Migration Theory: Quo Vadis?
Hein de Haas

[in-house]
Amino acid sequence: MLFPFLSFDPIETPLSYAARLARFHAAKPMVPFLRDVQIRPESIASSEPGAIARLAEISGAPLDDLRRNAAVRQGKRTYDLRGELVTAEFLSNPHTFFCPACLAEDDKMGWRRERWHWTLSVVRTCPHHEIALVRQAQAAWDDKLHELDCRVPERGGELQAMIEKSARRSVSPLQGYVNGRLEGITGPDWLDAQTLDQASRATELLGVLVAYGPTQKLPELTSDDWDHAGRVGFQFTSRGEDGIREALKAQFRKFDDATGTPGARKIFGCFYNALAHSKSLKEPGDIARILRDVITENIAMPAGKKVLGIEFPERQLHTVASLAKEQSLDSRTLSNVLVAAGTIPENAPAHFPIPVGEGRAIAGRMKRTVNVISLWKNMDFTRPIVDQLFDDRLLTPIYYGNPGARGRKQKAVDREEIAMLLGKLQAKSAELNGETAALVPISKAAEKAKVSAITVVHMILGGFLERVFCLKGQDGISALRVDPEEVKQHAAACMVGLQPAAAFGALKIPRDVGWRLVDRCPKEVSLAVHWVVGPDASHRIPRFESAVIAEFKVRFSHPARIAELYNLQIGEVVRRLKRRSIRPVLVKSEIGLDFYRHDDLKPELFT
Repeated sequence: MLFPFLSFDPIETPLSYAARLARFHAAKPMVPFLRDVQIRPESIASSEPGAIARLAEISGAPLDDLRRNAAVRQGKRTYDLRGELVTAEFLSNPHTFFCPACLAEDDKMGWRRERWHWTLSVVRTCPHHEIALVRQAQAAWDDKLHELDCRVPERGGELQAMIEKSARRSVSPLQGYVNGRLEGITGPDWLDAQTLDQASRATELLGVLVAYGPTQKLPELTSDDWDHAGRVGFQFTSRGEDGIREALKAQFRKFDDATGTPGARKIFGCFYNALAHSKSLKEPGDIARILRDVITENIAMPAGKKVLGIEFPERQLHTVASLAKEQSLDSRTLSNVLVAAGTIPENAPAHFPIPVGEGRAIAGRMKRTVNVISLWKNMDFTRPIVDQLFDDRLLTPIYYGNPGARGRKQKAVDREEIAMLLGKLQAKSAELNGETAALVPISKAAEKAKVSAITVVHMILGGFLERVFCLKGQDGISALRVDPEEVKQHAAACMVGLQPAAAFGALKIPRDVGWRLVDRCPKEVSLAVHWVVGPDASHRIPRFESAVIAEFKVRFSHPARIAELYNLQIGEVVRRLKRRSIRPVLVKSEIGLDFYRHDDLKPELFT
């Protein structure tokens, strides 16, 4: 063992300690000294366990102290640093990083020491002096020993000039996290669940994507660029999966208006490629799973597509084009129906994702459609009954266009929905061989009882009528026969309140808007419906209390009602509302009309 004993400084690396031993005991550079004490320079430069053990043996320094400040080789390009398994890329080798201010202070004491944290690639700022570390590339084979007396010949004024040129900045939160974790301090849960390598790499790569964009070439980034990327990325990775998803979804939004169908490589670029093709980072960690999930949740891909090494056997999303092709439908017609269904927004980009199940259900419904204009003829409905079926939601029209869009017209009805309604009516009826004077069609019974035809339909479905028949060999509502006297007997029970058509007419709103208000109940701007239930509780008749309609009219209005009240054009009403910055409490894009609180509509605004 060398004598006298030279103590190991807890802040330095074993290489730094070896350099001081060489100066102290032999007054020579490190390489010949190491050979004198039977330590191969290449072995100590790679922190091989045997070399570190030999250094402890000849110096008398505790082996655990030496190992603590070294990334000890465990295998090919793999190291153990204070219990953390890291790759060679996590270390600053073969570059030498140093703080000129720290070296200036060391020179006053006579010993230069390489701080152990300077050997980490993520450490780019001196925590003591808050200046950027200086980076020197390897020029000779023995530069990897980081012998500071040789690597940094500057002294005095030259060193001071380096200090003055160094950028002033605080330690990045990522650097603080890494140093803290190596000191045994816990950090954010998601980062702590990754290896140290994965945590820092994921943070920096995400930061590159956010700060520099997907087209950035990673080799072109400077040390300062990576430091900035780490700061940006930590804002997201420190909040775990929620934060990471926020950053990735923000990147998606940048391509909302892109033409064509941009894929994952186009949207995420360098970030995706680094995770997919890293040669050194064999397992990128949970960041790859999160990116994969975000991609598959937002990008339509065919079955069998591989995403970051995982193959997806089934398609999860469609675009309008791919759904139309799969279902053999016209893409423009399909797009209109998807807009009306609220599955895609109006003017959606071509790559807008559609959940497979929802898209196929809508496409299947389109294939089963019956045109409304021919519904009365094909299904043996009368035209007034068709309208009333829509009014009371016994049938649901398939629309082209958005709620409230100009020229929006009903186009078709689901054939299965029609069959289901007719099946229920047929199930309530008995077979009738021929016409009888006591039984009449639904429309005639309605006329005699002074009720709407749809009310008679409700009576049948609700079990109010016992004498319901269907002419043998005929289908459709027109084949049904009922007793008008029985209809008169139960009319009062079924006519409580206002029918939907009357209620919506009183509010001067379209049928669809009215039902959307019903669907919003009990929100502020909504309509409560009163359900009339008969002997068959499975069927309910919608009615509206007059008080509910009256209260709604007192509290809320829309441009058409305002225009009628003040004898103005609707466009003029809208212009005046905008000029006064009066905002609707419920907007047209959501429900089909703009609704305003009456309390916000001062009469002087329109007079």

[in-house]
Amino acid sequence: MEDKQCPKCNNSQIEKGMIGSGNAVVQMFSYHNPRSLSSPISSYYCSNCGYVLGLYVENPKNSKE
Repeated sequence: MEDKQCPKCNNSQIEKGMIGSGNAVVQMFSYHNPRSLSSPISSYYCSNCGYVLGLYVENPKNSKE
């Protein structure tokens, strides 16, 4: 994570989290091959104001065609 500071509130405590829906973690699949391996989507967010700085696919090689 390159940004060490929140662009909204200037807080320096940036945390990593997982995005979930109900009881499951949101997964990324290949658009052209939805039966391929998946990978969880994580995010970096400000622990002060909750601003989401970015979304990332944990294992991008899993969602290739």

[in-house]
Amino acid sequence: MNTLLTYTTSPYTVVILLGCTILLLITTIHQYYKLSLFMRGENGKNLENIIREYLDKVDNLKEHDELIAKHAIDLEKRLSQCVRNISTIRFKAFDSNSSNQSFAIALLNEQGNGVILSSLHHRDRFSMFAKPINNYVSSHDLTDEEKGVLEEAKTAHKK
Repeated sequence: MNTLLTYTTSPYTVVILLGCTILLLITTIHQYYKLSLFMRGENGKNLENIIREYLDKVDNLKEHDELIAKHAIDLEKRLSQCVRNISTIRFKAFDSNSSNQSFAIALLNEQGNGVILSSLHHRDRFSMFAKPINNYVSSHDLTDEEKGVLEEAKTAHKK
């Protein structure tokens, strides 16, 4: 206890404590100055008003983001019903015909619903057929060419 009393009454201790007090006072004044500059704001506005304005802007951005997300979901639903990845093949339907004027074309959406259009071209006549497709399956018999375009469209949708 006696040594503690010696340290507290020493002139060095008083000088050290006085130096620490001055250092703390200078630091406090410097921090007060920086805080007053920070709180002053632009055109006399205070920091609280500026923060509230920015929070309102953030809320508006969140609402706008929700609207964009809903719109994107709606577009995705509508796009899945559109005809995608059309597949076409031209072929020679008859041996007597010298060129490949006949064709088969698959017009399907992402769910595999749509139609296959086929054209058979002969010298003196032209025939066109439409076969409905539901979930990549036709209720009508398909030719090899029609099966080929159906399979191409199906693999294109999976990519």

This paper elaborates an aspirations–capabilities framework to advance our understanding of human mobility. Arguing in favour of conceptual eclecticism to bridge disciplinary and paradigmatic divides, the paper conceives migration as an intrinsic part of broader processes of social transformation and development. In this perspective, theoretical assumptions are seen as contextualised statements rather than mutually exclusive truth claims. On the macro-level, such conceptualisation of migration requires embedding the analysis of migration into broader theories of social change without reverting back to the top-down causal determinism of many historical-structural and functionalist theories. To develop a more meaningful understanding of agency in migration processes, and building upon Carling’s (2002) earlier work, the paper proposes a meta-theoretical conceptualisation of migration as a function of aspirations and capabilities to migrate within a given set of opportunity structures. Drawing on Sen’s capabilities approach, this paper defines human mobility as people’s capability (freedom) to choose where to live, including the option to stay. While distinguishing between the instrumental (means to an end) and intrinsic (directly wellbeing-enhancing) dimensions of human mobility, this conceptualises moving and staying as complementary manifestations of the same migratory agency. This allows to move beyond the rather futile debate over whether migration or sedentary behaviour is the norm and to overcome dichotomous and simplistic classifications such as between forced and voluntary migration. The paper draws on Berlin’s concepts of positive and negative liberty to conceptualise the complex and non-linear ways in which structural conditions shape migration aspirations and capabilities. The resulting expanded aspirations-capabilities framework is used to elaborate a theoretical categorisation of five ideal, typical mobility types. The concepts of positive and negative liberty (as manifestations of different structural conditions under which migration occurs) are used to elaborate a categorisation of four contextual migration categories, to which different migration theories have different degrees of explanatory power.